Bruno Marchal writes:

> > In any case, it is telling that even Parfit's philosophical 
> > adversaries do not focus on lack of scientific plausibility as an 
> > argument against *philosophical* validity. For the most part, he could 
> > have made the same points had he been writing a century ago, drawing 
> > on religious mythology rather than science fiction for his thought 
> > experiments.
> >  
> > Perhaps a philosopher on the list could comment?
> Oops, sorry. But perhaps I am a philosopher too? After all Pythagoras 
> invented the term :)
> In any case I agree with you. Thought experiment on soul and identity, 
> including what happens in case of duplication appears already 
> implicitly in Plotinus, and explicitly in Augustine.
> Bruno

I feel I can intuitively recognise the difference between scientific statements and
philosophical statements, but I don't think I've done a good job articulating this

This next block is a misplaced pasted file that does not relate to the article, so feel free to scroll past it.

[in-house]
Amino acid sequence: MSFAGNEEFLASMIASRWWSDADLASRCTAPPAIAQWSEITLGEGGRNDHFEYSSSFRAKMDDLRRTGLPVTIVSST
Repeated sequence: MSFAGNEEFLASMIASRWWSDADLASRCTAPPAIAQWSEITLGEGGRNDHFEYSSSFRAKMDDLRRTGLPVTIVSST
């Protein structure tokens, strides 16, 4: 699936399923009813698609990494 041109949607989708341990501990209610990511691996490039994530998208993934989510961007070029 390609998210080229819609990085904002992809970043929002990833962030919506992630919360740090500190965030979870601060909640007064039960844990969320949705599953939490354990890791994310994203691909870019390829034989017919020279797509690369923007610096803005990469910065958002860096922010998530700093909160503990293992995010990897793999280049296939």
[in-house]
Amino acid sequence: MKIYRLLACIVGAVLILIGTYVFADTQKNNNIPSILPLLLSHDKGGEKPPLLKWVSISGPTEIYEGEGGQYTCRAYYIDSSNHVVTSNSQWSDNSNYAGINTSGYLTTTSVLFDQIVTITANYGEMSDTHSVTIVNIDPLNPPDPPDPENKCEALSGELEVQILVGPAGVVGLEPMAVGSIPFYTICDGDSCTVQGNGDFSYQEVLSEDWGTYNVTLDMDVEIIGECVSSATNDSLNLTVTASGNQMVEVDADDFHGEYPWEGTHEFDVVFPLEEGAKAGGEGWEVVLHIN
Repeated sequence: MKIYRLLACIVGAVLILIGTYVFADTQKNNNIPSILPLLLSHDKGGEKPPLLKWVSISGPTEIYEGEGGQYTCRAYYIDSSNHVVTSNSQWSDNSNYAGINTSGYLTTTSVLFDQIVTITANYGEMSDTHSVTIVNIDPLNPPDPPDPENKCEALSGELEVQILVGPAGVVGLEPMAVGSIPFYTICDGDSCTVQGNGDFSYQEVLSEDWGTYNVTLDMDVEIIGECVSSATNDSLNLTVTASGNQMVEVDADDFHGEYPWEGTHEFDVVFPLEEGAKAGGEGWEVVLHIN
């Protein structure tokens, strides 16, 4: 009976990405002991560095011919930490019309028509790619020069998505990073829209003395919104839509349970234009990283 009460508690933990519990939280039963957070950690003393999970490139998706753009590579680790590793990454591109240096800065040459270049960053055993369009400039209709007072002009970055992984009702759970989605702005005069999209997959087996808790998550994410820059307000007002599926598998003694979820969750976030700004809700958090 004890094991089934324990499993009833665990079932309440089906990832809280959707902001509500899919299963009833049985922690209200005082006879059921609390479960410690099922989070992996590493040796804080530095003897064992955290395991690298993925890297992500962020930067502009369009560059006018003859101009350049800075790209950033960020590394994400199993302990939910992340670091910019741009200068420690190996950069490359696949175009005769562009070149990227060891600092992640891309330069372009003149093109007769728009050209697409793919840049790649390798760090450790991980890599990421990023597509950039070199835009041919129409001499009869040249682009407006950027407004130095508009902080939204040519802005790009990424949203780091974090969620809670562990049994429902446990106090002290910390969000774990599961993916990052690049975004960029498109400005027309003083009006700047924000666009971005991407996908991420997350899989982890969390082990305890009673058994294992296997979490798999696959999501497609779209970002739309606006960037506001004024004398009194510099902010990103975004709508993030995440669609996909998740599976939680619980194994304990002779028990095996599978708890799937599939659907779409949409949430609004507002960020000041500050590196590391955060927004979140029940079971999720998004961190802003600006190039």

difference in recent posts. It's not just empirical versus theoretical, because I
would say maths is more like what physicists or chemists do than what
epistemologists or ethicists do, for example. Logic is an exception, claimed by
both philosophers and mathematicians, but I understand that even here there
is a difference in emphasis depending on the logician's background. Of course,
"philosophy" was a generic term for multiple scholarly fields not so long ago,
but I am talking about current usage. Can anyone pin down the distinction I'm
looking for?

Stathis Papaioannou

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